“Why do not the German Emperor and the King of England fight out their quarrels alone? Why drag thousands of men from their homes and farms to fight their quarrels?”
Turkish deserter in Montenegro, circa 1902.
The anti-war views of a Turkish soldier, who had taken refuge in Montenegro around 1902, were recorded by two intrepid foreign travellers; merely the musings of an unnamed deserter, but sending the world’s leaders off to the remote pacific island of his imagination to settle their differences would have been a more peaceful, and even honourable, resolution of international rivalries. However, pacifism of any sort was hardly on the agenda in 1914 and the two Balkan wars had pushed Europe closer to the brink of disaster: concluded by an unsatisfactory peace settlement and, more vitally, with the balance of power further disturbed.
That Europe had become a powder keg of conflicting interests and that World War One was the culmination of national, imperial and economic rivalries is generally agreed upon. That events arising from the tangled politics of the Balkans would light the fuse was not inevitable, but it was certainly appropriate. Europe’s statesmen and generals only required an event which would force or, as it turned out, allow the first move to be made to plunge millions into the horrors of war. A young Serb from Herzegovina named Gavrilo Princip provided the spark. His brief life story is full of interest and also has a strong Montenegrin connection; indeed, the Serbs of Herzegovina and the Montenegrins considered the borders which separated them as the artificial creations of their enemies. Princip, whose family roots were Montenegrin, played an historic part in eradicating those borders . . .
The column of cars made its way back up the Appel Quay and, for the seventh time in an hour, the Archduke passed by an assassin. Trifko GrabeÏ was standing near the Kaiser Bridge. He had seen the car approaching but failed to react. A hundred yards after the Kaiser Bridge, Chief of Police Gerde’s car turned right into Franz Josef Strasse and the Archduke’s car followed suit, the chauffeur apparently not having been instructed of the change of route. Governor Potoriek shouted at them to turn back. The chauffeur broke to a halt by the curb outside Schiller’s delicatessen and prepared to reverse.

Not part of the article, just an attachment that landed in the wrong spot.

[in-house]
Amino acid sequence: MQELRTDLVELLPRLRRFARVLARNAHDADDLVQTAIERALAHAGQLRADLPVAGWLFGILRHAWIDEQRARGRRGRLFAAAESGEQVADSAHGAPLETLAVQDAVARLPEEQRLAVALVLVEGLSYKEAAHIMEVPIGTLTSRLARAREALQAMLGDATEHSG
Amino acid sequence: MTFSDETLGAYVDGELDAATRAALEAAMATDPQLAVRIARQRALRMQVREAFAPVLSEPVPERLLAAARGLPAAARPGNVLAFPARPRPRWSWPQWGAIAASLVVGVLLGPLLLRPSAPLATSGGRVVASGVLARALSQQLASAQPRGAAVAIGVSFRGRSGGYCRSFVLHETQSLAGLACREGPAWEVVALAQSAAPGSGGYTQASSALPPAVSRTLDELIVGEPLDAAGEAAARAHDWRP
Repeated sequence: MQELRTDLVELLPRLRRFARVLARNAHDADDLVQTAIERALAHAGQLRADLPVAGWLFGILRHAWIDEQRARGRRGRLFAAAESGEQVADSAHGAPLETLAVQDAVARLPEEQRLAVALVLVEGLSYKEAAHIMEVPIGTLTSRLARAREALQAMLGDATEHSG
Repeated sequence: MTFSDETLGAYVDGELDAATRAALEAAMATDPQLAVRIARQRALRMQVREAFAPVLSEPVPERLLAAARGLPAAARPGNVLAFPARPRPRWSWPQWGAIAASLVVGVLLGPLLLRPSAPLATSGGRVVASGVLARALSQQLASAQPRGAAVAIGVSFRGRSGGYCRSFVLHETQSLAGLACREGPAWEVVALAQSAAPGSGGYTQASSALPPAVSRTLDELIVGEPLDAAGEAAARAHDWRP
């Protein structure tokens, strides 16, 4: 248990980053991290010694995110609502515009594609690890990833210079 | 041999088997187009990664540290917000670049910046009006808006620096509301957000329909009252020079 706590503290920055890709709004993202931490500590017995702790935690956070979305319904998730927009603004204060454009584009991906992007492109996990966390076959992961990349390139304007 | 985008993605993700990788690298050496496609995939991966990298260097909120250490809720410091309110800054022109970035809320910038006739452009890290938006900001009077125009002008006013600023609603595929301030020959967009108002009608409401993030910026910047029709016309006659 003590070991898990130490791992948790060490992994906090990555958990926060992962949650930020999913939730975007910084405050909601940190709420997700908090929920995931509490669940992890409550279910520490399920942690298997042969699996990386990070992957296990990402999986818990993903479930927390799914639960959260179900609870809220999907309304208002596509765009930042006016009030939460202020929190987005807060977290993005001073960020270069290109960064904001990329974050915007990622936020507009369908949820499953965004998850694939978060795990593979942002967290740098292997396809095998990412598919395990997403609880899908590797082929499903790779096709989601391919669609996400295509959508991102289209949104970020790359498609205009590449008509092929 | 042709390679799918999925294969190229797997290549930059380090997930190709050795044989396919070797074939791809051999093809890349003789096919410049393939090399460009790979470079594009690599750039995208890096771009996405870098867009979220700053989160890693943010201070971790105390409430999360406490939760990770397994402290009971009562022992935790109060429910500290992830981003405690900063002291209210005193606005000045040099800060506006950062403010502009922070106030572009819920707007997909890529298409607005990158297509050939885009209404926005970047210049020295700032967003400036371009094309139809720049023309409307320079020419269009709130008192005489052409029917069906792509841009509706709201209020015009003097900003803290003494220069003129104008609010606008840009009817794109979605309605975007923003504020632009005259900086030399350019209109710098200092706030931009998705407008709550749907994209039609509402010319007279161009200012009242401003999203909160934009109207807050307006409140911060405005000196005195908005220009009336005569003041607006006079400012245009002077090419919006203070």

Gavrilo Princip, who had changed position in the hope of gaining a second opportunity, disbelievingly saw the Archduke’s car stop only a few feet in front of him. He stepped forward, hesitated momentarily on seeing Countess Sophie, and fired two shots at Franz Ferdinand, although he turned his head away as he did so. The car sped off to the Governor’s official residence, but the assassin’s aim had been deadly. Countess Sophie was fatally wounded. The first bullet penetrated the car door, cut through her corset and into the right side of her body. The second bullet severed Franz Ferdinand’s jugular vein and ended up lodging itself in his spine. Both were unconscious as they were carried from the car into the residence and, within a few minutes, were pronounced dead. At 11.30am the bells of Sarajevo’s churches rang out in mourning. (Extract from Nikola & Milena: King & Queen of the Black Mountain © Leppi Publications/Marco Houston)
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